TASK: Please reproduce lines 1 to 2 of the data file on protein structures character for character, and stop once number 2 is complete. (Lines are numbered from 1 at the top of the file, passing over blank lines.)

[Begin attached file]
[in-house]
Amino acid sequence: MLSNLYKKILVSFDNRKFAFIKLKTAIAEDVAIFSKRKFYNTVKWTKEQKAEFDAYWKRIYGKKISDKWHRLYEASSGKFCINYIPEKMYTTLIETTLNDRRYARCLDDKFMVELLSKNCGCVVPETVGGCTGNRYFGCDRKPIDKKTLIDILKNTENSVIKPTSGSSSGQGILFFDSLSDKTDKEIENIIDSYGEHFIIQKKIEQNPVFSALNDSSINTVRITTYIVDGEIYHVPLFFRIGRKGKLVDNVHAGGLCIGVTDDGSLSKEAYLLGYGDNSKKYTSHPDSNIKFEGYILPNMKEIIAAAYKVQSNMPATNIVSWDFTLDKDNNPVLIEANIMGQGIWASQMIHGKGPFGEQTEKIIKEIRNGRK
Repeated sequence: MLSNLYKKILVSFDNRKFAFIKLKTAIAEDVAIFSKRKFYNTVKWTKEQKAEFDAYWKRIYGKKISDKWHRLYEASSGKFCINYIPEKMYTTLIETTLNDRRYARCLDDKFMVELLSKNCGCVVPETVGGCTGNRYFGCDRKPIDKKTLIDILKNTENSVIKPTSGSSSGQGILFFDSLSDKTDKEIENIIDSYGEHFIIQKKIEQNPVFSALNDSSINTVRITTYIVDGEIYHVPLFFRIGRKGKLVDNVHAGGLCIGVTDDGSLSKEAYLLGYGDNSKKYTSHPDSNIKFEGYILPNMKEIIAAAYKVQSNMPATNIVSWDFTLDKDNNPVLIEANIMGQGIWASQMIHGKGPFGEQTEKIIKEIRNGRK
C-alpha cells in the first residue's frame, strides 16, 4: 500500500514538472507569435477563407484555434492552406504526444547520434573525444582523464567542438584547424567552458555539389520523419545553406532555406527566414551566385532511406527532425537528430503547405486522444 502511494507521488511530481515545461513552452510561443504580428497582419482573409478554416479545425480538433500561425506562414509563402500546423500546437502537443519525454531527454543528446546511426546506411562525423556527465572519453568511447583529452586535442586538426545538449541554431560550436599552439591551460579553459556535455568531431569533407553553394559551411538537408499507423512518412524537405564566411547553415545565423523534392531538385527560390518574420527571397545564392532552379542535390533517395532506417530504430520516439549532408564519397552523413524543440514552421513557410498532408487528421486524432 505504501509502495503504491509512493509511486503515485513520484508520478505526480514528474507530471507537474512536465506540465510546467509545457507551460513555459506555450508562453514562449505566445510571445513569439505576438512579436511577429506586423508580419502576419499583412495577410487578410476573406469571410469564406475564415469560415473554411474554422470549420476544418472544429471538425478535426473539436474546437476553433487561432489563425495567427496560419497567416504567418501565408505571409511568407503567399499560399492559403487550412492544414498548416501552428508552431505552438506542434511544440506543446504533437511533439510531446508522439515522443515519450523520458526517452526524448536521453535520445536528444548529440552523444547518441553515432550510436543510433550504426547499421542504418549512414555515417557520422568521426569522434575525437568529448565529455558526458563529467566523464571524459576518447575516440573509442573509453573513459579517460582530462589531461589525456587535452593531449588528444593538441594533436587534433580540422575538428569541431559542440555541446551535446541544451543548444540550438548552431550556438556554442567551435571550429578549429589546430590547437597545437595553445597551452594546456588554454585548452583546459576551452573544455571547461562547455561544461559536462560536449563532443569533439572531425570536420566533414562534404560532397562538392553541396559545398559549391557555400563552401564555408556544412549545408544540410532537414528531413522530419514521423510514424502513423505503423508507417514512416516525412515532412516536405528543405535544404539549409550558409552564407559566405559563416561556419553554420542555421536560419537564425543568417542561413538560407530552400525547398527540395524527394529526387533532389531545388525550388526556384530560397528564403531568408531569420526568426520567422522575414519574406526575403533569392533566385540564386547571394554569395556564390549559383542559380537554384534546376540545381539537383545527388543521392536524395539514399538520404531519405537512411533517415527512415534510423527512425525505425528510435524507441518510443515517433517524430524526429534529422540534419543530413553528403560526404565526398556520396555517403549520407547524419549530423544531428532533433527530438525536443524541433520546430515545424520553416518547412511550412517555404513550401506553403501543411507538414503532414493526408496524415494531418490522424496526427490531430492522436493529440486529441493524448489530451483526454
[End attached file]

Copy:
[in-house]
Amino acid sequence: MLSNLYKKILVSFDNRKFAFIKLKTAIAEDVAIFSKRKFYNTVKWTKEQKAEFDAYWKRIYGKKISDKWHRLYEASSGKFCINYIPEKMYTTLIETTLNDRRYARCLDDKFMVELLSKNCGCVVPETVGGCTGNRYFGCDRKPIDKKTLIDILKNTENSVIKPTSGSSSGQGILFFDSLSDKTDKEIENIIDSYGEHFIIQKKIEQNPVFSALNDSSINTVRITTYIVDGEIYHVPLFFRIGRKGKLVDNVHAGGLCIGVTDDGSLSKEAYLLGYGDNSKKYTSHPDSNIKFEGYILPNMKEIIAAAYKVQSNMPATNIVSWDFTLDKDNNPVLIEANIMGQGIWASQMIHGKGPFGEQTEKIIKEIRNGRK